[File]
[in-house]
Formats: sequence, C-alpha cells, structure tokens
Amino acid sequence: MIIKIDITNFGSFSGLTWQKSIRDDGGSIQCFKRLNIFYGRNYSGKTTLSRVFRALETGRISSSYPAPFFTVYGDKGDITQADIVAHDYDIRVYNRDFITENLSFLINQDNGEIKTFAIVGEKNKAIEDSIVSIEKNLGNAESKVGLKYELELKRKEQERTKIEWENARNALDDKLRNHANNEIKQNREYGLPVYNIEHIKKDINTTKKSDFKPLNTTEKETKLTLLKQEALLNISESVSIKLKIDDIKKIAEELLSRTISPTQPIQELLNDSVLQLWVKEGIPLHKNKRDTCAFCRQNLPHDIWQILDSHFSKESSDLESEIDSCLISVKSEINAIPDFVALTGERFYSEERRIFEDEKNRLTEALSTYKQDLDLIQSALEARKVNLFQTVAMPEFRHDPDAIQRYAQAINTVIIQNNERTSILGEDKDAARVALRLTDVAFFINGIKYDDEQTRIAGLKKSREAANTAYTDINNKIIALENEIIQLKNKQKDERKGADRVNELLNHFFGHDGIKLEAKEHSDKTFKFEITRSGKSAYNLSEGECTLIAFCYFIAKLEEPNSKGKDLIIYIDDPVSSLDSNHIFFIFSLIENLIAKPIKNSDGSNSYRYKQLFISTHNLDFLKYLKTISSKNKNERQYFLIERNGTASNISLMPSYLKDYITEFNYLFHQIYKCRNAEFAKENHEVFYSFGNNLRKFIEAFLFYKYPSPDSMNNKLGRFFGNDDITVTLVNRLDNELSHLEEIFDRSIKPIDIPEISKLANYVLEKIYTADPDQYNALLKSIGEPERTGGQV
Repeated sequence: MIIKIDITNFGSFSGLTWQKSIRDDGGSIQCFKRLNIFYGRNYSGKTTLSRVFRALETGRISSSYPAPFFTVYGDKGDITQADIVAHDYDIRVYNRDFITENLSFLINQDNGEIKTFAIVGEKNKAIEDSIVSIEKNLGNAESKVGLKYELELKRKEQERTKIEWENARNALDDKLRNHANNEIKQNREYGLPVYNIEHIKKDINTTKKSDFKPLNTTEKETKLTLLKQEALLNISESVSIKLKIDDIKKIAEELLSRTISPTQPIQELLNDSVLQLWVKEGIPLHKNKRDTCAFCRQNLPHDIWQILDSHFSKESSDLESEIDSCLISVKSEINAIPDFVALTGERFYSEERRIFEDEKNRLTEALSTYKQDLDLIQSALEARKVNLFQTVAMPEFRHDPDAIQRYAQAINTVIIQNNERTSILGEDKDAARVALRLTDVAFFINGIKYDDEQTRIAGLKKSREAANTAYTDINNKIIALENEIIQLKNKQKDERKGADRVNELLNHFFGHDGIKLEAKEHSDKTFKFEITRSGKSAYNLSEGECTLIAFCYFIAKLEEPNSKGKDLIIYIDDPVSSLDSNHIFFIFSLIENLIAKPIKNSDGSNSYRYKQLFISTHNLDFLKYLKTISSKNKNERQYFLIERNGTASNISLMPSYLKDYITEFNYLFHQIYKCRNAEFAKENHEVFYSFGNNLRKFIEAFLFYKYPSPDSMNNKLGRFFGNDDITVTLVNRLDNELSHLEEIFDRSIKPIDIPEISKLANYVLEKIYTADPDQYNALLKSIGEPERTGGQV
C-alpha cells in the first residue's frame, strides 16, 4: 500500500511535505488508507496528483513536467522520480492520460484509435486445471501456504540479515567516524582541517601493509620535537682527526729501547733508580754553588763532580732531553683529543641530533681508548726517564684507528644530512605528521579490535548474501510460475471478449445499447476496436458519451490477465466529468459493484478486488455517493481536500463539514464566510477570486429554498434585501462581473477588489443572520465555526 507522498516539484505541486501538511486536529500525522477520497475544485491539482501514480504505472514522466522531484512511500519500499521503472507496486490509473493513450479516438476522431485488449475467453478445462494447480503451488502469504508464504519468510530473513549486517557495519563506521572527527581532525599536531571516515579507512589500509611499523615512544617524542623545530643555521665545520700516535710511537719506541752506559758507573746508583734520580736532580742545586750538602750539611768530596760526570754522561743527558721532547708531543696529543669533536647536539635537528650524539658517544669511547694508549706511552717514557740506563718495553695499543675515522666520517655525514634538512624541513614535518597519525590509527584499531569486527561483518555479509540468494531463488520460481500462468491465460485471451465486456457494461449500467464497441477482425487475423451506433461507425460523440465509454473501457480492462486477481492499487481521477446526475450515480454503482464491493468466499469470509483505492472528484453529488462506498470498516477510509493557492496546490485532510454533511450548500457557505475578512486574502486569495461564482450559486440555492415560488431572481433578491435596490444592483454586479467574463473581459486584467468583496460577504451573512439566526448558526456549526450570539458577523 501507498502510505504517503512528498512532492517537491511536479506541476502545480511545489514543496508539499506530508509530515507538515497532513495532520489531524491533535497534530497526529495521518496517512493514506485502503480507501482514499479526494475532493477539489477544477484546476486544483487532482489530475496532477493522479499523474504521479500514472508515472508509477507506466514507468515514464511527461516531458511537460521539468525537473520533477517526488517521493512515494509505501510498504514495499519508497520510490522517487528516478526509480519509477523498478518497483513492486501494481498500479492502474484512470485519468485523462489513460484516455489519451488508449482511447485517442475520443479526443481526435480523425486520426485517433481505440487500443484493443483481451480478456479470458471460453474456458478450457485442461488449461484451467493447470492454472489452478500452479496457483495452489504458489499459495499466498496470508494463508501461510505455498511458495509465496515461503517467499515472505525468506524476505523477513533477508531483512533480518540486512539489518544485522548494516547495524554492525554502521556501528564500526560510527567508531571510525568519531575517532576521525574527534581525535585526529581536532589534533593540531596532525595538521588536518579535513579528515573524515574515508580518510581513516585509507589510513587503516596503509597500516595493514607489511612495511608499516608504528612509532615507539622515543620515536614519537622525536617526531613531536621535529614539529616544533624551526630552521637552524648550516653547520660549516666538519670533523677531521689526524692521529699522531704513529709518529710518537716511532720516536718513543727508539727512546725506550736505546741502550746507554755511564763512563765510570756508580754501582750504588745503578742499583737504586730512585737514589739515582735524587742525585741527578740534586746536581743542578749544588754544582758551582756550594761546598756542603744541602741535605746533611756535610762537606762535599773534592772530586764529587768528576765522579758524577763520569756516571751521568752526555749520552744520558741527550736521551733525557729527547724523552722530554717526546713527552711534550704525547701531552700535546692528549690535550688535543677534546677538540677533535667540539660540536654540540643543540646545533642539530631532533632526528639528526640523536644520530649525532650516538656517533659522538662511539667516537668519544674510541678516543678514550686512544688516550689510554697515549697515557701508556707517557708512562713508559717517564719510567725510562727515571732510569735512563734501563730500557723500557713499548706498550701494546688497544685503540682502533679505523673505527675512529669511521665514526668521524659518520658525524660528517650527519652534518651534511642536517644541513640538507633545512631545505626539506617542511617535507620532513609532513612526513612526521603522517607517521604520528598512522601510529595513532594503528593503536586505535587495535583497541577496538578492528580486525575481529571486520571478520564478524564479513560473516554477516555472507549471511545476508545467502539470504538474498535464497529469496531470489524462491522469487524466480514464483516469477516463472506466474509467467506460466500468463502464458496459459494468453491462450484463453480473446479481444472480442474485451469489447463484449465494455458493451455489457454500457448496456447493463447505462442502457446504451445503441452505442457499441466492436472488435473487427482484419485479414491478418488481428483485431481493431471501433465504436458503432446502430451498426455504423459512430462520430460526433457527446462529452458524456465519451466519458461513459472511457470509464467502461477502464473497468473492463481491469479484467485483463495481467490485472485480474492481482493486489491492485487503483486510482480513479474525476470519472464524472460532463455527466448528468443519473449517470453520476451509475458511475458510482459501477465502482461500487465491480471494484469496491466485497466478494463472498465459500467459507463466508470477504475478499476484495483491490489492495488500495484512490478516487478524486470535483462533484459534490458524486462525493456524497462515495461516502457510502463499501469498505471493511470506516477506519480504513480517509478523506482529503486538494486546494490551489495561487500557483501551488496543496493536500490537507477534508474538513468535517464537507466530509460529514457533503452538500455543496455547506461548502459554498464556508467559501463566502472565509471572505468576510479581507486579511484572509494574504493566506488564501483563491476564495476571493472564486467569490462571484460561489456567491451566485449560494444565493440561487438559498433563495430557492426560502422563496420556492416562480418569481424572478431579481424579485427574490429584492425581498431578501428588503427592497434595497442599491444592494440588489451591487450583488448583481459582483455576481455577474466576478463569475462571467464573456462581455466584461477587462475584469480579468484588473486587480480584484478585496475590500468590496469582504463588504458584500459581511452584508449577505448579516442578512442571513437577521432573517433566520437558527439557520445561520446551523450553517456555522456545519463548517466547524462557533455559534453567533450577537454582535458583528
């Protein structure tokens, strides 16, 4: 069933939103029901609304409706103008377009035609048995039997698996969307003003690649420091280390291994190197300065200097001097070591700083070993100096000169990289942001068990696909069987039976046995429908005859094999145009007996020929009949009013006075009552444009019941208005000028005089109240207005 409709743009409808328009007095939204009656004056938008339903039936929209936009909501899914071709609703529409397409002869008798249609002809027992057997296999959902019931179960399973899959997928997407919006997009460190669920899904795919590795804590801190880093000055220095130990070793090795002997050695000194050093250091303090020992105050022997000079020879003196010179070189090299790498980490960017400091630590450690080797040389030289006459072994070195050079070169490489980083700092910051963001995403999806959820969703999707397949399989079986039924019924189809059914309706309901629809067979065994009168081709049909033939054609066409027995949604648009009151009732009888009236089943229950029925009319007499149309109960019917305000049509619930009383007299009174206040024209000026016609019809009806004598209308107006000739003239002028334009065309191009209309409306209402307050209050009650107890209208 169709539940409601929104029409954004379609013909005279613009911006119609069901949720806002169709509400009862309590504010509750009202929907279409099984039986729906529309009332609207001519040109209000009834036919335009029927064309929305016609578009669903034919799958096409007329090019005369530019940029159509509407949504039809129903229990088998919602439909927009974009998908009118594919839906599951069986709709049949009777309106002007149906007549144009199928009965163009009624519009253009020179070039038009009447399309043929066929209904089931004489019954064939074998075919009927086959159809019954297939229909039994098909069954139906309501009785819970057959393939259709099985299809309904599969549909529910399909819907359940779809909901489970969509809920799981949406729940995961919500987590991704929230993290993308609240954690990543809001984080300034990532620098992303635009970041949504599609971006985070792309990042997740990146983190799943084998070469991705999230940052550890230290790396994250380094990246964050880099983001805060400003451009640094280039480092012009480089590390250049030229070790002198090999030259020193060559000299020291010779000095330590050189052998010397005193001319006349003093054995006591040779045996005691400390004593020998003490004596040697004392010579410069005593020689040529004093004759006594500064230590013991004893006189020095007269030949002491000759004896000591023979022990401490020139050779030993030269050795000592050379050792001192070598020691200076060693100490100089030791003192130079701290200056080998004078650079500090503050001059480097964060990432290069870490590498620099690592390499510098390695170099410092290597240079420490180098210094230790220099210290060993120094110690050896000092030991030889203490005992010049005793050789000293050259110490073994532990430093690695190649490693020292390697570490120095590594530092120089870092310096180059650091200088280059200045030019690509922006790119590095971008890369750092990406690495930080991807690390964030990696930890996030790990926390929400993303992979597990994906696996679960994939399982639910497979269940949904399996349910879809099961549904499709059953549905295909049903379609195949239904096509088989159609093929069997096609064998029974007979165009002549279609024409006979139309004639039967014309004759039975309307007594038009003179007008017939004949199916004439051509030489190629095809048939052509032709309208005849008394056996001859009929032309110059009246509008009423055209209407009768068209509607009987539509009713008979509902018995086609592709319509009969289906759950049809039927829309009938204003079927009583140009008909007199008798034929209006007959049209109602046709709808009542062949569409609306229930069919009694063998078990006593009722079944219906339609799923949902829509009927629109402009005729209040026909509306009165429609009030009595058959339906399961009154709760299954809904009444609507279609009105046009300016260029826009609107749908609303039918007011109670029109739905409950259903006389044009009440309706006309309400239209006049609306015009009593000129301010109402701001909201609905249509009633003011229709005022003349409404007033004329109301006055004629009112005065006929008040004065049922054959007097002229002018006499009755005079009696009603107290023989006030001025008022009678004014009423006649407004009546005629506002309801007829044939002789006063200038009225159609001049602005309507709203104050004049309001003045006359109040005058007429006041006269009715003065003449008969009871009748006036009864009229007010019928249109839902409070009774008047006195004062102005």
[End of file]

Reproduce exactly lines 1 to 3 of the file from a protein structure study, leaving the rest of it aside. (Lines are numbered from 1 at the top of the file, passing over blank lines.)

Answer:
[in-house]
Formats: sequence, C-alpha cells, structure tokens
Amino acid sequence: MIIKIDITNFGSFSGLTWQKSIRDDGGSIQCFKRLNIFYGRNYSGKTTLSRVFRALETGRISSSYPAPFFTVYGDKGDITQADIVAHDYDIRVYNRDFITENLSFLINQDNGEIKTFAIVGEKNKAIEDSIVSIEKNLGNAESKVGLKYELELKRKEQERTKIEWENARNALDDKLRNHANNEIKQNREYGLPVYNIEHIKKDINTTKKSDFKPLNTTEKETKLTLLKQEALLNISESVSIKLKIDDIKKIAEELLSRTISPTQPIQELLNDSVLQLWVKEGIPLHKNKRDTCAFCRQNLPHDIWQILDSHFSKESSDLESEIDSCLISVKSEINAIPDFVALTGERFYSEERRIFEDEKNRLTEALSTYKQDLDLIQSALEARKVNLFQTVAMPEFRHDPDAIQRYAQAINTVIIQNNERTSILGEDKDAARVALRLTDVAFFINGIKYDDEQTRIAGLKKSREAANTAYTDINNKIIALENEIIQLKNKQKDERKGADRVNELLNHFFGHDGIKLEAKEHSDKTFKFEITRSGKSAYNLSEGECTLIAFCYFIAKLEEPNSKGKDLIIYIDDPVSSLDSNHIFFIFSLIENLIAKPIKNSDGSNSYRYKQLFISTHNLDFLKYLKTISSKNKNERQYFLIERNGTASNISLMPSYLKDYITEFNYLFHQIYKCRNAEFAKENHEVFYSFGNNLRKFIEAFLFYKYPSPDSMNNKLGRFFGNDDITVTLVNRLDNELSHLEEIFDRSIKPIDIPEISKLANYVLEKIYTADPDQYNALLKSIGEPERTGGQV